By Jarrod Watt

Hao Jinfang and Xia Jia both appear in the first English-language compilation of Chinese science, Invisible Planets. Ken Liu’s short story The Paper Menagerie was the first work of fiction to win the Nebula, Hugo and World Fantasy Worlds in one year.

Invisible Planets could well be the Chinese science fiction equivalent of Dangerous Visions, an anthology of science fiction released in 1967 which changed the way many readers thought about the genre.

“For readers, my fellow anglophonic readers, I hope they like the book. I don’t think the book is terribly important to the Chinese community, because Chinese writers have been writing Chinese science fiction for decades, and there’s a very vibrant science fiction scene in China, consisting of younger authors like Chen Quifan, Hao Jinfang, Xia Jia and so on…

“For English readers I think it is kind of interesting, because up until this moment Chinese science fiction has played a very low role for the average English reader, you know, most of us read authors from the UK, the US, Australia, from Canada, we might read some translations, but mostly they will be from Europe or Japan. There has not been a large presence in translation from Chinese quarters. Read more

Source: South China Morning Post


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China to guide the development of online literature

By Xinhua

The General Office of the Communist Party of China (CPC) Central Committee has asked the China Writers Association (CWA) to guide online literature and carry out other reforms.

According to a plan to deepen reform of the CWA issued by the office on Thursday, CWA should establish evaluation and incentive systems that will benefit the development of online literature.

The Party’s role in literature work should also be strengthened. For instance, the Party should guide and support works focusing on juveniles and patriotism, as well as realistic and historical topics.

In the meantime, the CWA should organize literature exchange programs among Chinese mainland, Hong Kong, Macao and Taiwan, and provide more communication opportunities between Chinese and foreign writers. Read more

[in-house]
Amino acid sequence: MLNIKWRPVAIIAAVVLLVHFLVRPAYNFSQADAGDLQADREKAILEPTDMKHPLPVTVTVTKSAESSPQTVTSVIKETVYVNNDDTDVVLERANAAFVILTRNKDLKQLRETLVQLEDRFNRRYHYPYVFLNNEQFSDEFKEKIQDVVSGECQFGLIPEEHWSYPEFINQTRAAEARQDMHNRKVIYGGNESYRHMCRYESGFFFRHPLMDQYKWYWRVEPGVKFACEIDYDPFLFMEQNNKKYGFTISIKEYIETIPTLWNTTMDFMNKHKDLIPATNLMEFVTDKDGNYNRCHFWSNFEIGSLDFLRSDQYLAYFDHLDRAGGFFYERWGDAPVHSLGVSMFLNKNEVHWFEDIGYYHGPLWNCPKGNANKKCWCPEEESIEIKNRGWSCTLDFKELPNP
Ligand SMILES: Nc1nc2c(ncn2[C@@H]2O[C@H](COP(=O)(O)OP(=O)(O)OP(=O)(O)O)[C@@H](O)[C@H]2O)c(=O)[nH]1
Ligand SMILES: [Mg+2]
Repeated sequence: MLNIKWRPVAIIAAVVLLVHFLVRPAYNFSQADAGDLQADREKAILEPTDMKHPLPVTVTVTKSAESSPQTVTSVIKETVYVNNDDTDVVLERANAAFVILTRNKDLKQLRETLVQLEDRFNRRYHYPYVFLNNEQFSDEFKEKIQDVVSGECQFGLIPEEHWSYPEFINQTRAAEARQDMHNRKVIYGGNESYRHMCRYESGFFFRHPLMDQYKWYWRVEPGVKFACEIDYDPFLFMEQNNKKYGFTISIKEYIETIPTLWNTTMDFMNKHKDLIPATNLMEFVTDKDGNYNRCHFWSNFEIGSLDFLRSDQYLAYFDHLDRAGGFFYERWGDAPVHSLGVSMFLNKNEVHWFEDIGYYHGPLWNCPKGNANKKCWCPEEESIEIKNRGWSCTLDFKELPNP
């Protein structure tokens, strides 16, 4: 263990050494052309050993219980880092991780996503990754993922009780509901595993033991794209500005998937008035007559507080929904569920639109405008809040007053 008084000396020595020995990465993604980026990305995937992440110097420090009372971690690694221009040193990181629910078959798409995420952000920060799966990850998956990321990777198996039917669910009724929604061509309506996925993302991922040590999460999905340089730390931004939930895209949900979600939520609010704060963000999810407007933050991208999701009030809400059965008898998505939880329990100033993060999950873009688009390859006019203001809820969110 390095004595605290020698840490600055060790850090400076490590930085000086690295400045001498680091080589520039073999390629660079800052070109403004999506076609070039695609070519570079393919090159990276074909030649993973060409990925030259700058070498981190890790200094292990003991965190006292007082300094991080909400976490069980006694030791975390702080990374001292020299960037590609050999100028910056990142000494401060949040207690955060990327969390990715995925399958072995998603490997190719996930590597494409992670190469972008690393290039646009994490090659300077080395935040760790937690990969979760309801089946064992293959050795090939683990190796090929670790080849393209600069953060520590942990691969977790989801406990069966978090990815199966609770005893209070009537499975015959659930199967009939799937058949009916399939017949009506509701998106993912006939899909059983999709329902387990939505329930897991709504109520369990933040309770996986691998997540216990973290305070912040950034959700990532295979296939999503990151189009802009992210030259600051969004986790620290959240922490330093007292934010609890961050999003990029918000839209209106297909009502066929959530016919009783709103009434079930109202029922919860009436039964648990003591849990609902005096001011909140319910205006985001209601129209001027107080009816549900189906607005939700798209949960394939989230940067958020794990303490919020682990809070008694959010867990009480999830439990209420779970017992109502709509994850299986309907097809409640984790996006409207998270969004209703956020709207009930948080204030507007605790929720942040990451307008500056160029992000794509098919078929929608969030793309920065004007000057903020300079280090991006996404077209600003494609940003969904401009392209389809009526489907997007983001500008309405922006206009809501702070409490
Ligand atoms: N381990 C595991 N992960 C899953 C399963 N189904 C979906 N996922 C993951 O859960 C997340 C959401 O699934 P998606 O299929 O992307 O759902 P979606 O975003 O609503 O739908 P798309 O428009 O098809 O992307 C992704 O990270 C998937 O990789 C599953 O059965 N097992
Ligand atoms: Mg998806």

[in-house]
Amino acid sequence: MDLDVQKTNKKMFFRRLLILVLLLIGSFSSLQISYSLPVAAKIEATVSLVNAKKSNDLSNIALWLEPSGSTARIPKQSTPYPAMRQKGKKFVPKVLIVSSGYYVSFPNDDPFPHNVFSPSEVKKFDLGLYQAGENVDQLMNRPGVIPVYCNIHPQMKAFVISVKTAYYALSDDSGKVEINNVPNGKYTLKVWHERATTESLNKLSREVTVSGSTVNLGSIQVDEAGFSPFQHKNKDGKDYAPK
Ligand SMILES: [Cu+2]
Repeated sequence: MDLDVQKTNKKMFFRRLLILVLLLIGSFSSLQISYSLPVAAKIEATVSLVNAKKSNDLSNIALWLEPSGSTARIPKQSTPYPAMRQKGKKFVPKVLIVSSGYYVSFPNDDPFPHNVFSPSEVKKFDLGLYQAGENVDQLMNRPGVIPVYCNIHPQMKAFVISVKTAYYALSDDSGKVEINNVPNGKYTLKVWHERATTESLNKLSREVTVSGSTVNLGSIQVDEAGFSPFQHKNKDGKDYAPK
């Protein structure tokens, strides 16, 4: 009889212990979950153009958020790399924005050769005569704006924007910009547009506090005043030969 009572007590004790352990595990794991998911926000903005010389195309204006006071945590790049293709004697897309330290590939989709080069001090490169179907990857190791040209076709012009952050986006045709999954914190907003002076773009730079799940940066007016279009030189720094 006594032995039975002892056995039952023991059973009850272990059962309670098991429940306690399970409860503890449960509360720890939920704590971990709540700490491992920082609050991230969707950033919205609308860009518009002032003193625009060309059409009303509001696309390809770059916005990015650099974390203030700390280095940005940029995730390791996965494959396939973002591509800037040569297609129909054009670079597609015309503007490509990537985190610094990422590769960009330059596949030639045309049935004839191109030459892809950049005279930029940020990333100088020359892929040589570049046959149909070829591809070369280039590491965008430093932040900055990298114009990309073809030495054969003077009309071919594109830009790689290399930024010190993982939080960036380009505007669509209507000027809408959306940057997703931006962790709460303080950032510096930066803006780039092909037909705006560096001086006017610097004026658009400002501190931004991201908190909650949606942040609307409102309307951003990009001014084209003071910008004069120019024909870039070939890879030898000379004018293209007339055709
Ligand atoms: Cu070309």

Source: China Daily


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Burton Watson, 91, Influential Translator of Classical Asian Literature, Dies

By William Grimes

Burton Watson, whose spare, limpid translations, with erudite introductions, opened up the world of classical Japanese and Chinese literature to generations of English-speaking readers, died on April 1 in Kamagaya, Japan. He was 91.

His death was confirmed by his nephew William Dundon.

For nearly six decades, Mr. Watson was a one-man translation factory, producing indispensable English versions of Chinese and Japanese literary, historical and philosophical texts, dozens of them still in print. Generations of students and teachers relied on collections like “Early Chinese Literature” (1962), “Chinese Lyricism: Shih Poetry From the Second to the Twelfth Century” (1971), “From the Country of Eight Islands: An Anthology of Japanese Poetry” (1981) and “The Columbia Book of Chinese Poetry: From Early Times to the 13th Century” (1984). Read more

Source: The New York Times


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Publisher collects Wang’s works in new volume

By Xing Yi

Chinese author Wang Xiaobo died 20 years ago, but his works are still popular among Chinese readers.